This non-traditional text approaches the study of mathematics through student-centered exploration and meaningful tasks.Teachers would begin the lesson by presenting the task for the day, and students and teachers would work on the tasks together as they develop their mathematical understanding of the topics.The format of this text encourages active learning of mathematics.Each unit in this text has a central problem or theme and focuses on several branches of mathematics including algebra, geometry, probability, graphing, statistics, and trigonometry using an integrated approach.

This text covers more than 80% of the 2012 Utah State Core Standards for Secondary I or Secondary I Honors.

Lessons consist of single-page individual or group tasks without traditional mathematical instruction or explanations.Mathematics is learned through the culture and practice that is developed within the classroom as students work on the various tasks.

Although topics are not easily~recognized by lesson titles, this text includes an index of mathematical ideas which makes it easier to find particular ideas. Problem sets are minimal but build depth of understanding. A nice glossary is included at the end of the text.”

Remember from the video above, Interactive math has declared the most important purpose of their book is to make math fun!!!

There is no line-by-line evaluation of the shortcomings of Interactive Math as there is with Saxon. It’s pathetically obvious from looking through the book that it’s devoid of content and yet the reviewer, obviously a disciple of religious constructivism, announces this text will produce “depth of understanding” from minimal problem sets. This comic is worth 1,000 words.

Finally we come to the third book, the USOE’s own creation which is similar to Interactive Math and it’s constructivist approach.

Open Education Math – The Mathematics Vision Project- Recommended **Primary**

This “textbook,” *and I use that term very loosely* since there is no instruction or examples, was also given a rating of “Recommended Primary” by the USOE. *Convenient that you can rate your own product*… It was developed by 5 school teachers, who as far as I know have no prior experience in writing textbooks, at least 3 of which are known constructivists, 2 from Alpine School District.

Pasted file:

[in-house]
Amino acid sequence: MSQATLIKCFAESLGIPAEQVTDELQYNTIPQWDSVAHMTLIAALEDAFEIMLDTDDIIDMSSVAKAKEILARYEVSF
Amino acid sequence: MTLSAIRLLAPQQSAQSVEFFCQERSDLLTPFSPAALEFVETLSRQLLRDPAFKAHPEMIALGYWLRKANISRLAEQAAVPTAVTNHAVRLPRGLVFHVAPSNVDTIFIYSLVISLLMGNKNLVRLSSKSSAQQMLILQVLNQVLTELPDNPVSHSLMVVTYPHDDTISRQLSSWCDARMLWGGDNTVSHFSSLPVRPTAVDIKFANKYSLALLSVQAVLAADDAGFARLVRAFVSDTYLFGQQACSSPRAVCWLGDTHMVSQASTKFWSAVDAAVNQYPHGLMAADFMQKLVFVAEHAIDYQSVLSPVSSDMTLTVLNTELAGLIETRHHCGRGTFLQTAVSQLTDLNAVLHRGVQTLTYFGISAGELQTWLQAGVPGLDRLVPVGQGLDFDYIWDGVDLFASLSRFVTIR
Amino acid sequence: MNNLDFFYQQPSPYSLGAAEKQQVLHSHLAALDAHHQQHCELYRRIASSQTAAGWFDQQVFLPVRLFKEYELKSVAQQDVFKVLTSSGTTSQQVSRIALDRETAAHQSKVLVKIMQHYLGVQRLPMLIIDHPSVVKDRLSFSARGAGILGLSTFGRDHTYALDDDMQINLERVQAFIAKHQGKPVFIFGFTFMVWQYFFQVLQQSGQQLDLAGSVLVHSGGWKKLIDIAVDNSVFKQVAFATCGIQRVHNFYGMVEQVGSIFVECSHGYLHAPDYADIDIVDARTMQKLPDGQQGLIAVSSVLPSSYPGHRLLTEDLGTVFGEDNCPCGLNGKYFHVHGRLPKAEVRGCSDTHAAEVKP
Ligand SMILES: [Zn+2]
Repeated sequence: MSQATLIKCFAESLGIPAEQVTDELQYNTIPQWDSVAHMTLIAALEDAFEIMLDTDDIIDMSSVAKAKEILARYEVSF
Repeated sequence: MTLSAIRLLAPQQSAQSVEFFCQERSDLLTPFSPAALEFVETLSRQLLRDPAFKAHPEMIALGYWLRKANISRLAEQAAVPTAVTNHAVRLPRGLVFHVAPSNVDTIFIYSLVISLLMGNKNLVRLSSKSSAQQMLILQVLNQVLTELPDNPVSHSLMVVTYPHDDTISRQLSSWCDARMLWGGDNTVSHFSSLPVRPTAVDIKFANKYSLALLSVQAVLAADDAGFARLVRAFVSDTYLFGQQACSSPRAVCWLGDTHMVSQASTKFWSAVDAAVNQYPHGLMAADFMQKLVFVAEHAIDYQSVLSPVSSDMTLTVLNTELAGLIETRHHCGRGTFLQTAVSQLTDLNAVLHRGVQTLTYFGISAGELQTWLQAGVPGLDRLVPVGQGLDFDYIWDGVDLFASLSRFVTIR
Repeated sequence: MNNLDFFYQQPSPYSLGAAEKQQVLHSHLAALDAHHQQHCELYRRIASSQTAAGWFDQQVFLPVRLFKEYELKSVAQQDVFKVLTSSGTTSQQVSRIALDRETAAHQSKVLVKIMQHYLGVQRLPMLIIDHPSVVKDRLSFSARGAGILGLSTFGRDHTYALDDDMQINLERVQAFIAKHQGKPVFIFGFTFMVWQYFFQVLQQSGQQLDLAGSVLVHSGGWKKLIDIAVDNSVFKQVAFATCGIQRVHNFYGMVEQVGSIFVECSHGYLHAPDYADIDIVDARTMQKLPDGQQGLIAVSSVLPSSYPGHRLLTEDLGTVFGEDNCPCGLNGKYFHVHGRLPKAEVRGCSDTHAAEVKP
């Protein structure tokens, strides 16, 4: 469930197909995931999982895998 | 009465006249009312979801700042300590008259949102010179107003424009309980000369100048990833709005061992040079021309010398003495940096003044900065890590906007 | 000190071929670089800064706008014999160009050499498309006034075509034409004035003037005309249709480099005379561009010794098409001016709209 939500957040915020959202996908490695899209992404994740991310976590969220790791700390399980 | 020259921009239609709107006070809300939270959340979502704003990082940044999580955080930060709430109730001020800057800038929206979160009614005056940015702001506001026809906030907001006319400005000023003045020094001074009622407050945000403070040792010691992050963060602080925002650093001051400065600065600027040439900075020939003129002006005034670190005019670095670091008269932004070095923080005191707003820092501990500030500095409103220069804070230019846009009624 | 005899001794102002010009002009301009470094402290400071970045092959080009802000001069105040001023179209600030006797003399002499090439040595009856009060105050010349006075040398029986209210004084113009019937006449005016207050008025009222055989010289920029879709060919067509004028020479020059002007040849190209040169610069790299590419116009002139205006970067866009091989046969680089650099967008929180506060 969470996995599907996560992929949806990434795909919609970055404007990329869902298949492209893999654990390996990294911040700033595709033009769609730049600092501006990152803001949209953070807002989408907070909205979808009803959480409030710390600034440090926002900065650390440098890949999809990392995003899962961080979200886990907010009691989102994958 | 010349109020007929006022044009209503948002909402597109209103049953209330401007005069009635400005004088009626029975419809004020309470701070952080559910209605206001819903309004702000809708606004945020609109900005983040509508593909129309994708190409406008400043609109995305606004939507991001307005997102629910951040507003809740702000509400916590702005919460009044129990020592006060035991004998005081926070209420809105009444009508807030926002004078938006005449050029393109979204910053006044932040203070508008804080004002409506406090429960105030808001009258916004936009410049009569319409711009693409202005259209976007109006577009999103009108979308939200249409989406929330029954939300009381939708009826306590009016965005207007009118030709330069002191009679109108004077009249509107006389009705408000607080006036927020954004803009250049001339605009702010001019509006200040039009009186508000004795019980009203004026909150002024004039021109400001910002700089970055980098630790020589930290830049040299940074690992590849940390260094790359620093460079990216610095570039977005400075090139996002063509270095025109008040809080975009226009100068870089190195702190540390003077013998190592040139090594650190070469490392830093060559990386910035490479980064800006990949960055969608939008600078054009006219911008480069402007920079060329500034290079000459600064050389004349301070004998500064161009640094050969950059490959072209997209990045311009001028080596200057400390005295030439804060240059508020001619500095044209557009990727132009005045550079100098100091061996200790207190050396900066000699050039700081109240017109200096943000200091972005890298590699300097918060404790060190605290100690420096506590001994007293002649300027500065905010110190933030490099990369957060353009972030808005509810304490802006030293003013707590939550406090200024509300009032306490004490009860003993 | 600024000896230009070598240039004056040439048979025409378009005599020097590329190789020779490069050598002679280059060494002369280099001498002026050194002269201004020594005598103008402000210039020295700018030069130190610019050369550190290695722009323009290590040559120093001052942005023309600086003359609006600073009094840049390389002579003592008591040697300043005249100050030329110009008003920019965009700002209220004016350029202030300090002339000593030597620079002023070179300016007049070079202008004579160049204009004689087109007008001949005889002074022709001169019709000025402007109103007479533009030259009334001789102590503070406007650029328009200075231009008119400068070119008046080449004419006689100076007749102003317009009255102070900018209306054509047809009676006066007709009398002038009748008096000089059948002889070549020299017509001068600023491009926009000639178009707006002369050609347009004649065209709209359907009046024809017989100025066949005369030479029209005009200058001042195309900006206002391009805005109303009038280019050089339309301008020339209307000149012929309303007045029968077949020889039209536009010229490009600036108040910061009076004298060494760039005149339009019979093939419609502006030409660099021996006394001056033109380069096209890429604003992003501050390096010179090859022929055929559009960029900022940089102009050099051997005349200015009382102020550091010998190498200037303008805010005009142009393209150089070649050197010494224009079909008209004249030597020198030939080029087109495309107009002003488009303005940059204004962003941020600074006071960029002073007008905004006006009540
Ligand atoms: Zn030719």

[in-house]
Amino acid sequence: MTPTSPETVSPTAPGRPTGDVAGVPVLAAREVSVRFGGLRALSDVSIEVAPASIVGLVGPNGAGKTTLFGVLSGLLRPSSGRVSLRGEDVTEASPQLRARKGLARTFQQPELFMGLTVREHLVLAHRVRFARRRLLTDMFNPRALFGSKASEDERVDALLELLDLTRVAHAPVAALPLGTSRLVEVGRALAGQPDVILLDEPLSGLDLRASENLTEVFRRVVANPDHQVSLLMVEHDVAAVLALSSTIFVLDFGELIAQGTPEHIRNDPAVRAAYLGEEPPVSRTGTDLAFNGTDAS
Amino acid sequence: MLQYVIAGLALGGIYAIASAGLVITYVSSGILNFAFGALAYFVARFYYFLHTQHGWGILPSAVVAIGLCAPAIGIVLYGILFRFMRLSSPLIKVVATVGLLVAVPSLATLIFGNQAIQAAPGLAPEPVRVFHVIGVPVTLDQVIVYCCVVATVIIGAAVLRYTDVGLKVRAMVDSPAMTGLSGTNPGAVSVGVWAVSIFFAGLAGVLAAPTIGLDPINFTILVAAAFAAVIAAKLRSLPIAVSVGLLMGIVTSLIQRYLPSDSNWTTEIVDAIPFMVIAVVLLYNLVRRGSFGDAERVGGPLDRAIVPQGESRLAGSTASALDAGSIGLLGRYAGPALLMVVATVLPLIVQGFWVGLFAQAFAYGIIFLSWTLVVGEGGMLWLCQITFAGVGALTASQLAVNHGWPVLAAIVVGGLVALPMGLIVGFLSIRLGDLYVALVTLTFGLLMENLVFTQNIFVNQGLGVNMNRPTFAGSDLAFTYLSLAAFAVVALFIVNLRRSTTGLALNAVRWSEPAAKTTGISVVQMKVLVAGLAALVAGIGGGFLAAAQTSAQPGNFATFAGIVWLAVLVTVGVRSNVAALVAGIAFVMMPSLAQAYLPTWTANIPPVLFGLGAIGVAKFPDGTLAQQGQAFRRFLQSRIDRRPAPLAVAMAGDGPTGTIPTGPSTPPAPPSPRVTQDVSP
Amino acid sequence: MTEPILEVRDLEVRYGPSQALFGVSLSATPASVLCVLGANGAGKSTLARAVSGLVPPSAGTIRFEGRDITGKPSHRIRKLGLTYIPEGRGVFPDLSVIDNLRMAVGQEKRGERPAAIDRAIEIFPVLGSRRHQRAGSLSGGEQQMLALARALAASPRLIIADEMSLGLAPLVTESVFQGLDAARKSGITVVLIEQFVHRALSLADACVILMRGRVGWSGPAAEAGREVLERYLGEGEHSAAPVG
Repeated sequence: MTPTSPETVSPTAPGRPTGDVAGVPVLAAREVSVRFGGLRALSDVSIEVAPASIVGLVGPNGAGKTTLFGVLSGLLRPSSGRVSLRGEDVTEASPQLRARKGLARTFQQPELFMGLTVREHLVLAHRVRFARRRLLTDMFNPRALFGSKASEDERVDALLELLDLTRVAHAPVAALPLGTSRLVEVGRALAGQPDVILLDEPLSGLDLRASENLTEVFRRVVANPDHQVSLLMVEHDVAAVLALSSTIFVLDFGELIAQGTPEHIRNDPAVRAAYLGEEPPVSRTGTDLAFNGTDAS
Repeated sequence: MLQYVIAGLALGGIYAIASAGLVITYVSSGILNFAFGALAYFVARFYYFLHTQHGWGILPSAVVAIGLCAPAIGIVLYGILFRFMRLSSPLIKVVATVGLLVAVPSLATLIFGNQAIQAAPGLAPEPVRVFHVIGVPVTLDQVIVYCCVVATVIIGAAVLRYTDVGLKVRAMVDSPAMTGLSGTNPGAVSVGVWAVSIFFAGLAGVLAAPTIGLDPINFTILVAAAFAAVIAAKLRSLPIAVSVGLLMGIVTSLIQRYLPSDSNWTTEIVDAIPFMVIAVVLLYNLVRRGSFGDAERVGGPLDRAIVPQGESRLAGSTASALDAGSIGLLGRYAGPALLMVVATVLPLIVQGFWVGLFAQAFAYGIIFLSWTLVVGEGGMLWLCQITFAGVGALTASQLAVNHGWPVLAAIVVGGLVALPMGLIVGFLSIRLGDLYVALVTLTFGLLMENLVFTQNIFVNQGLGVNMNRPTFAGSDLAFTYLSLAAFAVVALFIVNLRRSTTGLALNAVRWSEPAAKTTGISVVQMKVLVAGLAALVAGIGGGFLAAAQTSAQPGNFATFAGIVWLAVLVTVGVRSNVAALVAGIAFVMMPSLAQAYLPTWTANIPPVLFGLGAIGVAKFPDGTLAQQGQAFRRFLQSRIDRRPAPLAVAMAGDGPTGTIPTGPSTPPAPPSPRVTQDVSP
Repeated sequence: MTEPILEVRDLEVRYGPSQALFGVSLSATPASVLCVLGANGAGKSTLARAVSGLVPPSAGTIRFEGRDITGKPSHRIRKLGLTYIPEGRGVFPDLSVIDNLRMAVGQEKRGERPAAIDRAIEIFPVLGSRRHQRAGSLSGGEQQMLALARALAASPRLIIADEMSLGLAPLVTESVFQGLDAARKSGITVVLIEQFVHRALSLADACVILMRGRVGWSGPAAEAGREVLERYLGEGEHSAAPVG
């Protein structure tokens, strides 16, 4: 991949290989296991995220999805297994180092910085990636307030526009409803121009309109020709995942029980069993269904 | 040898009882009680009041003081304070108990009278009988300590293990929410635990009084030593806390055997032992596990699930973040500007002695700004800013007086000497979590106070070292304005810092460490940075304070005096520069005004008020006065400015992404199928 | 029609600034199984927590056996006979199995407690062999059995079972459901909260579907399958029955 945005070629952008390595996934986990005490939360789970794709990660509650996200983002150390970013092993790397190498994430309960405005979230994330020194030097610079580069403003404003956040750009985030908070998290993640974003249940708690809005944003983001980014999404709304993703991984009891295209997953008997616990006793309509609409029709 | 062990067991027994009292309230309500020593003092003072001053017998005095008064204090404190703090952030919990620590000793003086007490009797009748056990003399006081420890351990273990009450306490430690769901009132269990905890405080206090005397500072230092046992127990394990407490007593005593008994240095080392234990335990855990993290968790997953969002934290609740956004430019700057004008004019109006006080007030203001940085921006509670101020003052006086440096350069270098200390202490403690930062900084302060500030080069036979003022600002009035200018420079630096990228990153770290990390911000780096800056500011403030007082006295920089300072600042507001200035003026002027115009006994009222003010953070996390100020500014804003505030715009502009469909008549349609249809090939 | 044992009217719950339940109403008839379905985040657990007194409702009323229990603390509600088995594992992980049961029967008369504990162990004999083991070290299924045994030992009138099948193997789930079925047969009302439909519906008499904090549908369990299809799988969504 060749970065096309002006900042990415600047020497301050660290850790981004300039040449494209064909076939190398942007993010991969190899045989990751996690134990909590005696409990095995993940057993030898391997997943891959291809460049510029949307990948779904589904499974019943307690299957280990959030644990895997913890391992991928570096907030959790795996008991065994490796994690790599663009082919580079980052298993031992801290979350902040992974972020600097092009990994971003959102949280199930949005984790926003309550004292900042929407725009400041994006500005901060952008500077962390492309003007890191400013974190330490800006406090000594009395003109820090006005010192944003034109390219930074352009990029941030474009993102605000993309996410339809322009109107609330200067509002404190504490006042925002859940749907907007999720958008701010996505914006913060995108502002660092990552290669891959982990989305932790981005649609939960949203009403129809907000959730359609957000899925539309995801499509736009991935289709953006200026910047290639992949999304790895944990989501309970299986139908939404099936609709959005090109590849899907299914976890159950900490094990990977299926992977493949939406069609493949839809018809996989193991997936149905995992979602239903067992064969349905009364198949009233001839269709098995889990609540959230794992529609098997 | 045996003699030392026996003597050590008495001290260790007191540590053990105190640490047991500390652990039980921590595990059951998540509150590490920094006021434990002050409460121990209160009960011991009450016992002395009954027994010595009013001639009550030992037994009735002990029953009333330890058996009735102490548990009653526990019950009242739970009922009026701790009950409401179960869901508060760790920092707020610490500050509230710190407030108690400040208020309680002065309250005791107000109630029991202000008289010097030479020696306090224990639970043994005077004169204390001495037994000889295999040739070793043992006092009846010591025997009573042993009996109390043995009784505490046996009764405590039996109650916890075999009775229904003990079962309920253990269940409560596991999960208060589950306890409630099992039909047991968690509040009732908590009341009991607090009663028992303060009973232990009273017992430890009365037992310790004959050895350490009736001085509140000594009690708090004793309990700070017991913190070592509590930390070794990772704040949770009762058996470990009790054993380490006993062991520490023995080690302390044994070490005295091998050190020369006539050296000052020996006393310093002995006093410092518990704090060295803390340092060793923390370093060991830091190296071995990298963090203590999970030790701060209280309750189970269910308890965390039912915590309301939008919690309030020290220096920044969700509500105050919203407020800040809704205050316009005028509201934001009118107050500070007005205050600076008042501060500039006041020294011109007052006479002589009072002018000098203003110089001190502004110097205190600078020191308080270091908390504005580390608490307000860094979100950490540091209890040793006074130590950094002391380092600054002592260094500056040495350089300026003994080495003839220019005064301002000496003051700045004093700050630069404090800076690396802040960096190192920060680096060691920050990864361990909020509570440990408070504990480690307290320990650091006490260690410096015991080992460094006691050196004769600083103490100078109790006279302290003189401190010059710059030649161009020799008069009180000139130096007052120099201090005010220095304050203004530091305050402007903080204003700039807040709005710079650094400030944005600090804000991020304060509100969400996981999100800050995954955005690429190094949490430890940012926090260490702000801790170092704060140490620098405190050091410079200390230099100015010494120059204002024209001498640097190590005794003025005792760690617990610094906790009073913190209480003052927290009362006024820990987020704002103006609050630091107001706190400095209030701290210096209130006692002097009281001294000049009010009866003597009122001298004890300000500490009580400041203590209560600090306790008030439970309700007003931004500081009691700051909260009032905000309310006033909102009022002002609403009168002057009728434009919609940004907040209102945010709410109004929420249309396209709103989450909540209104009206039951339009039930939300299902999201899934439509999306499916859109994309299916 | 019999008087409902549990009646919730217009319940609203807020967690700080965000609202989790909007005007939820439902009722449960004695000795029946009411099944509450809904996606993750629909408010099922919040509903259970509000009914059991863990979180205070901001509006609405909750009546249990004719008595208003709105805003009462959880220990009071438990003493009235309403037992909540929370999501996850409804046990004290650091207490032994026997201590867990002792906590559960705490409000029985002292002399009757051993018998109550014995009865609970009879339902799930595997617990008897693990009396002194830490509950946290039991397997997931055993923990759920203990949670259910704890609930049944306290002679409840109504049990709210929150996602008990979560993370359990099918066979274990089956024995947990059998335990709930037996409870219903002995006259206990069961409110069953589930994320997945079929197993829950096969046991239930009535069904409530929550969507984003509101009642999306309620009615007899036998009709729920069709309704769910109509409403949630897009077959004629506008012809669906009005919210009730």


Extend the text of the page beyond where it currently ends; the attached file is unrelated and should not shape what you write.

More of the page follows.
“Evaluation:The OER Secondary I textbook is designed to be an online textbook that may or may not be printed. The textboook will allow for future updates and improvements as well as teacher customization. The first edition of this online text addresses the first third of the 2012 Utah Core Standards for Secondary I Mathematics. The content of the text is accurate andrepresents the current research in mathematics. Each lesson begins with a task to help students develop an understanding of the core concepts to be learned. Teachers may need professional development to teach using tasks. There are extensive instructions and teacher notes to guide the teacher to teach each task. Some of the tasks have a lot of reading which may be challenging for ESL students. ~ The homework has three sections. The Ready section has problems that will help the student for upcoming concepts. The Set section contains practice problems for what is being developed in the current lesson. The Go section has problems that help students review concepts learned previously. The homework sets are not long and tedious so students can focus on what is being taught. ~ The Getting Ready Unit reviews ideas from previous courses that begin to connect the content that will be taught in Secondary I. This section may help during the transition to the~new core. ~ Each lesson begins with a task to help students develop an understanding of the core concepts to be learned. Teachers may need professional development to teach using tasks. There are extensive instructions to guide the teacher to teach each task. Many of the tasks have a lot of reading which may be challenging for ESL students. There are no materials at this time to address special educaiton students and ESL students. ~There is an extensive section for parents that includes online resources such as the Kahn Academy videos and worked out examples of procedural problems. ~ ~This book would require that teachers allow time for students to think and have a lot of discussion in the classroom.“